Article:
TUESDAY, Dec. 10, 2019 (HealthDay News) — A cheap, century-old drug in most Americans’ medicine cabinets — aspirin — may come to the rescue for people suffering from migraines, a new study finds.
While there are effective prescription medications, many migraine patients in the United States don’t have access to them due to limited access to doctors or good insurance, or high insurance co-pays, said researchers at Florida Atlantic University, in Boca Raton.
Aspirin might often be a viable option for these patients, said the research team, who reviewed 13 studies of migraine treatment involving more than 4,200 patients. The investigators also looked at data on the prevention of recurrent migraine in tens of thousands of patients.
The results suggest that giving a high dose of aspirin — 900 to 1,300 milligrams (mg) — when migraine symptoms set in is an effective and safe treatment for acute migraine.
There’s also evidence that daily aspirin doses of 81 to 325 mg may be an effective and safe treatment for prevention of recurrent migraine, the team said. The standard “low-dose” aspirin pill, taken by millions of Americans to help lower heart risks, contains 81 mg.
The bottom line: “Our review supports the use of high-dose aspirin to treat acute migraine as well as low-dose daily aspirin to prevent recurrent attacks,” senior author Dr. Charles Hennekens, professor and senior academic advisor at the university’s College of Medicine, said in a school news release.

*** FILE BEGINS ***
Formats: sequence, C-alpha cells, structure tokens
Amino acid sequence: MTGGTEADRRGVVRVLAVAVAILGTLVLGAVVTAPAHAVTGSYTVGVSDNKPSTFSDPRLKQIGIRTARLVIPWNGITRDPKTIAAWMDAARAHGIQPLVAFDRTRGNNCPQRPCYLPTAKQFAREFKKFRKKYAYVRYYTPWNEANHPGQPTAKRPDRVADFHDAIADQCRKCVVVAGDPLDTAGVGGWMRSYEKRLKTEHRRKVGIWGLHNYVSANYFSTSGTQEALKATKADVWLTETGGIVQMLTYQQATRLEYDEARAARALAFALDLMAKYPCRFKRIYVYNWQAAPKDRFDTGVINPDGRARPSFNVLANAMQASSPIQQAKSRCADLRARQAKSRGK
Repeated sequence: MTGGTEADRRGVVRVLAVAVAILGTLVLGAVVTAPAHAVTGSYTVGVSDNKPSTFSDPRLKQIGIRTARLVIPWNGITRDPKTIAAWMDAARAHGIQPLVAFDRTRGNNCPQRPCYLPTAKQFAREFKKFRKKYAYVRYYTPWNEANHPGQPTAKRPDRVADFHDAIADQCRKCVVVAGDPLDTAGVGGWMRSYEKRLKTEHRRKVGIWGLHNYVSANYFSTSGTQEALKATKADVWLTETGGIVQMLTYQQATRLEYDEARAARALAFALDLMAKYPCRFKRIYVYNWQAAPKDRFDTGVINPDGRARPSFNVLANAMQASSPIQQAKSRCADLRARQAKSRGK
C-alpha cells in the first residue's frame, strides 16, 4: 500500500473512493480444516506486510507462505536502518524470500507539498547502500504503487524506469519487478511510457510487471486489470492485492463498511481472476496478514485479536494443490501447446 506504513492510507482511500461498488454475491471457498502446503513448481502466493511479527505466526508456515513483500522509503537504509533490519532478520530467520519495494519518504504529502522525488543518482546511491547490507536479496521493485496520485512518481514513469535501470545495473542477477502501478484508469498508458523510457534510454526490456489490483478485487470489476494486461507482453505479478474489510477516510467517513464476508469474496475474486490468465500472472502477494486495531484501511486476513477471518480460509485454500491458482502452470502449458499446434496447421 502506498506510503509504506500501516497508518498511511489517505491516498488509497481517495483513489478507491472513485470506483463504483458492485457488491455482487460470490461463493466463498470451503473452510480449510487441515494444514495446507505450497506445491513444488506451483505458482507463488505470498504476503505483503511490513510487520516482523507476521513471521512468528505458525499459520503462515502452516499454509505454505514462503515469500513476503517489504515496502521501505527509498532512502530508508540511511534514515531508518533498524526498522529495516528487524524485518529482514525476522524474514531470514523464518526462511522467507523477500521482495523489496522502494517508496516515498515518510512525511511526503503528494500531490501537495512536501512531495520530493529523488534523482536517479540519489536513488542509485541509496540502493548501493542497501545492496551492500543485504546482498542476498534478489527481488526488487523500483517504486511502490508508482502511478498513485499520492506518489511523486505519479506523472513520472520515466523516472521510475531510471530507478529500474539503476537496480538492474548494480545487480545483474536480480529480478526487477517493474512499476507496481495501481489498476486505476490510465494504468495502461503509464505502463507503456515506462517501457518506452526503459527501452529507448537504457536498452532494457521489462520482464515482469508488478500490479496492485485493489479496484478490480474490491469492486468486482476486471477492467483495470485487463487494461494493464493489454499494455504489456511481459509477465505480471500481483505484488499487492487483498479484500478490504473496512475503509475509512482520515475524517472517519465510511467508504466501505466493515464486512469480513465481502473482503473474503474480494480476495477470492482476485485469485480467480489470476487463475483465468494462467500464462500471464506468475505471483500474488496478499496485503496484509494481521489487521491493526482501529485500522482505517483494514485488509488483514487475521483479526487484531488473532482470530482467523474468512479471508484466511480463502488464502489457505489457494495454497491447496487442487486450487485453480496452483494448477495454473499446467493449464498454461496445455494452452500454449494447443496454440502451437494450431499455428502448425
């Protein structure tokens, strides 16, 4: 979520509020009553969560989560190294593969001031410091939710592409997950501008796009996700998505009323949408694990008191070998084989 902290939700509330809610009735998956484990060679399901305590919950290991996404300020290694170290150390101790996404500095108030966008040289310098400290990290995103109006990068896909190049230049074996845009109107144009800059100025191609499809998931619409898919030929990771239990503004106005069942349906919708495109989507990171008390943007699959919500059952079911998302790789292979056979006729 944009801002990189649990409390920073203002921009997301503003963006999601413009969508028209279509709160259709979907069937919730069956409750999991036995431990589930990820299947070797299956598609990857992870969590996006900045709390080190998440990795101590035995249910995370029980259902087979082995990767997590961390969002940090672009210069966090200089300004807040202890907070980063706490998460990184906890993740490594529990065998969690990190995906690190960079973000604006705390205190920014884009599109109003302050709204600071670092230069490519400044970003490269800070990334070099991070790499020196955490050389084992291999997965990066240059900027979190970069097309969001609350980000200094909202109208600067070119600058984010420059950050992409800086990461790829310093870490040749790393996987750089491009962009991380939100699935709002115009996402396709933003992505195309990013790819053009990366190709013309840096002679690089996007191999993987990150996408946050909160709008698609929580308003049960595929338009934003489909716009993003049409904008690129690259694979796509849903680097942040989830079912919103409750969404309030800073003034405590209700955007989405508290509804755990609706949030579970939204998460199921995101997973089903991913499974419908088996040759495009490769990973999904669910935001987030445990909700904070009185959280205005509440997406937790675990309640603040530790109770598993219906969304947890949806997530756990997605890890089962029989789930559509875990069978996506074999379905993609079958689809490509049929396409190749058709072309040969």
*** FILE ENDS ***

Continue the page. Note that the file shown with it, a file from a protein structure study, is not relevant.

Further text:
According to review first author Bianca Biglione, a second-year medical student, “Migraine headaches are among the most common and potentially debilitating disorders encountered by primary health care providers.”
Biglione added that, “in fact, about one in 10 primary care patients present with headache, and three out of four are migraines. Aspirin is readily available without a prescription, is inexpensive, and based on our review, was shown to be effective in many migraine patients when compared with alternative more expensive therapies.”
About 36 million Americans suffer from migraines, the researchers noted.
Dr. Noah Rosen directs Northwell Health’s Headache Center in Great Neck, N.Y. Reading over the new findings he noted that “aspirin has been in continual use for headaches since its introduction during the industrial revolution of the late 19th century. Clearly, the part that it contributes to pain relief is quite significant and should be considered for primary treatment in an appropriate population.”
But the benefits of taking the drug regularly to prevent headaches need to be balanced against potential risks, especially the risk of bleeding, Rosen said.
“The cost benefit [of aspirin] is a huge component and out-of-pocket expense is quite low,” Rosen said. “But the risk of bleeding with daily use needs to be considered.”
The findings were published online Nov. 8 in the American Journal of Medicine.
The American Academy of Family Physicians has more on migraine.
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